I was having a chat with one of our first team players last night and he mentioned the idea of "training upwards". What was he talking about?
Currently, the team I coach is having trouble with the bat. There have been no first team fifties despite being 10 weeks into the season. However, the other two senior teams and the under 18 side are doing much better, with good averages for several guys.
This problem is where the idea of "training up" was hatched.
The theory goes that lower team players are coming to training and coming up against bowlers of their level or better. Meanwhile the first team guys face lower skilled bowling. A training session might see two or three first team standard bowlers, with the rest of variable skill. The top guys can't bowl all night (especially if they also bat).
As you are already thinking, this means good batsmen face average bowlers most of the time: They are training down. So on match day, they come up against even better bowlers (some at first class and international level in our case) who are a step up again in class and accuracy. The preparation has not matched the challenge and they are found wanting.
For my team, this is about the batting, but the same can easily apply to bowling and fielding. Bowlers who bowl to worse batsmen can lack creativity and skill under pressure. Fielders who only have a few knock up catches are less likely to take the huge hit on the boundary or make a clean stop in the ring.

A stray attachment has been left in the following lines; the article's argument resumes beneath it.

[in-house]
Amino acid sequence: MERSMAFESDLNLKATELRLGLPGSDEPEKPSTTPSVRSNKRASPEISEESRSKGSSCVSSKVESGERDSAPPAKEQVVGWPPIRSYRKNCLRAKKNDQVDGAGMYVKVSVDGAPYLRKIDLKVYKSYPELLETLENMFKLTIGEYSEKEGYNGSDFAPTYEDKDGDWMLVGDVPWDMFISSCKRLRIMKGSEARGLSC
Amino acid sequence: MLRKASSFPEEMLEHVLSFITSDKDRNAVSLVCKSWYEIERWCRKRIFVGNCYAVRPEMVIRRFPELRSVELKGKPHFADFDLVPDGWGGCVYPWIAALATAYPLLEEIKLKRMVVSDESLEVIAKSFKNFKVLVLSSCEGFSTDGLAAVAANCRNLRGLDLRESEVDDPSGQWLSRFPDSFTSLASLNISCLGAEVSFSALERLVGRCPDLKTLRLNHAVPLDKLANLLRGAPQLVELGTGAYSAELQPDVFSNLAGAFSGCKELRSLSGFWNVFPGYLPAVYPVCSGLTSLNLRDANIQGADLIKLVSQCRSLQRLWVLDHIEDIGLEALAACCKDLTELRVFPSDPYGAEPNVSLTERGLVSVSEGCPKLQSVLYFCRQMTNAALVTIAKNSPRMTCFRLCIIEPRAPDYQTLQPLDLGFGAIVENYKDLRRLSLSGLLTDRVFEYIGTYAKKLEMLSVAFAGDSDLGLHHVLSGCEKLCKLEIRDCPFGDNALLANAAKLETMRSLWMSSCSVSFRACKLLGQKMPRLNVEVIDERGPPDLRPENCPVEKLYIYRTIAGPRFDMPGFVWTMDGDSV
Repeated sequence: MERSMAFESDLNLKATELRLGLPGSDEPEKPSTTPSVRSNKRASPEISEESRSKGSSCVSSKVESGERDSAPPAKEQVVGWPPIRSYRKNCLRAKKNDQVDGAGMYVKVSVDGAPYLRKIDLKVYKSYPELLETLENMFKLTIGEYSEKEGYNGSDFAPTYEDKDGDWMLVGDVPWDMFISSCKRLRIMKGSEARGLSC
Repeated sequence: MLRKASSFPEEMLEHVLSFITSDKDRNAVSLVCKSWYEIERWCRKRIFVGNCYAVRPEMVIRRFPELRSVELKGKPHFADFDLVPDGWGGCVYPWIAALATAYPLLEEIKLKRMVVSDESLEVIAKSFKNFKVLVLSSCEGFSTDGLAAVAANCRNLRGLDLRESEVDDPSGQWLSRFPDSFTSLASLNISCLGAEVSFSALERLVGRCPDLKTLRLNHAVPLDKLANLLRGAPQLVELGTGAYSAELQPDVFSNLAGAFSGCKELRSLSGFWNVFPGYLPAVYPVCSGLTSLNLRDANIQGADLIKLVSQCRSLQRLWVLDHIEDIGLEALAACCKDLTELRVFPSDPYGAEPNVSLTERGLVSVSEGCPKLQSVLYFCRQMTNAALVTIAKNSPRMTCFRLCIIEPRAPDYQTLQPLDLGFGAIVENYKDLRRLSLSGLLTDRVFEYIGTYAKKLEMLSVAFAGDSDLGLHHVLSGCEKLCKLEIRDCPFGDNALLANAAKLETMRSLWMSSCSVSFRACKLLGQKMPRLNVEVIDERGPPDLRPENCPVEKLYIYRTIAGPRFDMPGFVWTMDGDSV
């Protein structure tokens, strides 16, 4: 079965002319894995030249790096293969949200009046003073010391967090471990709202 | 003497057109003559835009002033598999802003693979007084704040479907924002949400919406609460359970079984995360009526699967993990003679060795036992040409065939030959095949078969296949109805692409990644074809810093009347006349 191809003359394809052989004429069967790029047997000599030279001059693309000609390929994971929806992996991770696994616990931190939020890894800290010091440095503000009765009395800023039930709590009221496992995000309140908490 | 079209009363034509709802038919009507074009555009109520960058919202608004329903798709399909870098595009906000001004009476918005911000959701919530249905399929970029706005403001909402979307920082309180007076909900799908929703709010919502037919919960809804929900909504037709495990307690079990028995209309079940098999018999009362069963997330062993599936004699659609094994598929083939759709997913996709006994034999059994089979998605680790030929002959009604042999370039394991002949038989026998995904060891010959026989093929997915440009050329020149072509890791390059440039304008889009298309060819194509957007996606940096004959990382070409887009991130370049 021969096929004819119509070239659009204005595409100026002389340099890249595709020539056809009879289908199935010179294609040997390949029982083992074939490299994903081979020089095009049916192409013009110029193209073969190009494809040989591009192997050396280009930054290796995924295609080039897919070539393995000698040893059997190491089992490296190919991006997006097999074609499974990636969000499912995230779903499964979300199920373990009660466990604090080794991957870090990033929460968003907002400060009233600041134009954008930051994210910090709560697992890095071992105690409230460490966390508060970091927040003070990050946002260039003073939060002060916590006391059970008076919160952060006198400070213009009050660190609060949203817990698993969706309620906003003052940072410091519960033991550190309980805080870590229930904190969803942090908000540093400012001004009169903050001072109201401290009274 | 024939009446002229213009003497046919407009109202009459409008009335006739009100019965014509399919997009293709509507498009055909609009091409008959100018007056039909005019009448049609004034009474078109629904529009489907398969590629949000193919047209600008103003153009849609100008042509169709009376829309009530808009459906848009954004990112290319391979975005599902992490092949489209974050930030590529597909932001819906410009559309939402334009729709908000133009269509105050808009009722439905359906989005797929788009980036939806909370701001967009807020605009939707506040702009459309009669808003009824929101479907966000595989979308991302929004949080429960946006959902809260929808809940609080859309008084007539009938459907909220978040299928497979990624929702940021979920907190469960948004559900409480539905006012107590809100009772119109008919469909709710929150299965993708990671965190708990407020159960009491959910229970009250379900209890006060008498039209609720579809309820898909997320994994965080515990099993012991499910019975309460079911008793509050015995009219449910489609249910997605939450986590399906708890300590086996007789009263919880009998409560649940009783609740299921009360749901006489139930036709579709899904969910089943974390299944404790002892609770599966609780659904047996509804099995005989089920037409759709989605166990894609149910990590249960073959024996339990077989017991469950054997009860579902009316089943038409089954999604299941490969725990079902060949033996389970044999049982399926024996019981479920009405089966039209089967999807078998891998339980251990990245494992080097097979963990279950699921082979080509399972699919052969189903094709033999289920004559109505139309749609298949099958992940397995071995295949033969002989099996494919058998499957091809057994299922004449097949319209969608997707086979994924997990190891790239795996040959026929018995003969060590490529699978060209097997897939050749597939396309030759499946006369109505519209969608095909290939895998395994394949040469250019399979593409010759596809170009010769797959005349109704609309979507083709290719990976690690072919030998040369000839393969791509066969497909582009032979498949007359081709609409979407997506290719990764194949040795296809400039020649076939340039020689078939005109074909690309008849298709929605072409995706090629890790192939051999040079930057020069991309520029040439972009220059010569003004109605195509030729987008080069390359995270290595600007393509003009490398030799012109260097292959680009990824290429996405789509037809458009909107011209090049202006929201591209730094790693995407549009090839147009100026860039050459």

To stem the tide, you need to train upwards.
Train upwards to play better
With this thought in mind, matching standards to players is crucial. How do you do this?
Start by looking to practice at a standard that best matches your skill level.
The coach or session runner has a key role here. It's easy to make sure the opening batsmen face the opening bowlers, so start with that. However, as the session goes on, things tend to get looser and you end up with good middle order batsmen facing weak bowlers. To mitigate against this, keep the better players together in a group and plan out beforehand which bowlers will bowl at which batters.
Remember, the coach can't do everything all the time, especially in larger groups. You need to take responsibility by knowing who should be bowling to you and what kind of fielding level is challenging. Then you need to ask for it to happen.
If, for some practical reason, you can't get what you need in a group training session you can still do more to train up,
- Buddy up with a player of the right standard to train one to one away from the group session.
- Spend time on the bowling machine.
- Ask team mates to feed you with a sidearm or throw downs instead of bowling at you.
- Work on other areas. You can replicate big match pressure, work on fitness or do something technical that doesn't require highly skilled opponents.
- Get a small group together who all want to up the fielding standards and take time to go aside and really go through the drills that challenge you.